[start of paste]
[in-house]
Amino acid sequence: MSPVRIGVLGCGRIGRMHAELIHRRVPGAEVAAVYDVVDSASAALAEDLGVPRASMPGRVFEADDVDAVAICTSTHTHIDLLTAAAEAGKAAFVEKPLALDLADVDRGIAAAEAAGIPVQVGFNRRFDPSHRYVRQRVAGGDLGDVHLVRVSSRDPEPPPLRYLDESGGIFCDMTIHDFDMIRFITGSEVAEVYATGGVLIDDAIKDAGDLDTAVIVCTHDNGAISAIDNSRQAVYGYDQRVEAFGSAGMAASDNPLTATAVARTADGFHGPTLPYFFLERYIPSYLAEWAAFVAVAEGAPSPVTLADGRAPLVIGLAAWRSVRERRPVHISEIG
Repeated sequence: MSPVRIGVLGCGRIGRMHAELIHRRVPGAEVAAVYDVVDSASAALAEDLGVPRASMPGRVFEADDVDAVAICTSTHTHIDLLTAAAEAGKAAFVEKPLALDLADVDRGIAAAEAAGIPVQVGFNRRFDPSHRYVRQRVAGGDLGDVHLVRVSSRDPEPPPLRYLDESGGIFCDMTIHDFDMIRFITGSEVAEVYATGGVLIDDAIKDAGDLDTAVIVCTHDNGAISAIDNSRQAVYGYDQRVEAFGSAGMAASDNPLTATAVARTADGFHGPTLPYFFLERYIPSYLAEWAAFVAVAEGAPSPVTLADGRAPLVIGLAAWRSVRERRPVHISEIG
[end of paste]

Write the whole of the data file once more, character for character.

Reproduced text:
[in-house]
Amino acid sequence: MSPVRIGVLGCGRIGRMHAELIHRRVPGAEVAAVYDVVDSASAALAEDLGVPRASMPGRVFEADDVDAVAICTSTHTHIDLLTAAAEAGKAAFVEKPLALDLADVDRGIAAAEAAGIPVQVGFNRRFDPSHRYVRQRVAGGDLGDVHLVRVSSRDPEPPPLRYLDESGGIFCDMTIHDFDMIRFITGSEVAEVYATGGVLIDDAIKDAGDLDTAVIVCTHDNGAISAIDNSRQAVYGYDQRVEAFGSAGMAASDNPLTATAVARTADGFHGPTLPYFFLERYIPSYLAEWAAFVAVAEGAPSPVTLADGRAPLVIGLAAWRSVRERRPVHISEIG
Repeated sequence: MSPVRIGVLGCGRIGRMHAELIHRRVPGAEVAAVYDVVDSASAALAEDLGVPRASMPGRVFEADDVDAVAICTSTHTHIDLLTAAAEAGKAAFVEKPLALDLADVDRGIAAAEAAGIPVQVGFNRRFDPSHRYVRQRVAGGDLGDVHLVRVSSRDPEPPPLRYLDESGGIFCDMTIHDFDMIRFITGSEVAEVYATGGVLIDDAIKDAGDLDTAVIVCTHDNGAISAIDNSRQAVYGYDQRVEAFGSAGMAASDNPLTATAVARTADGFHGPTLPYFFLERYIPSYLAEWAAFVAVAEGAPSPVTLADGRAPLVIGLAAWRSVRERRPVHISEIG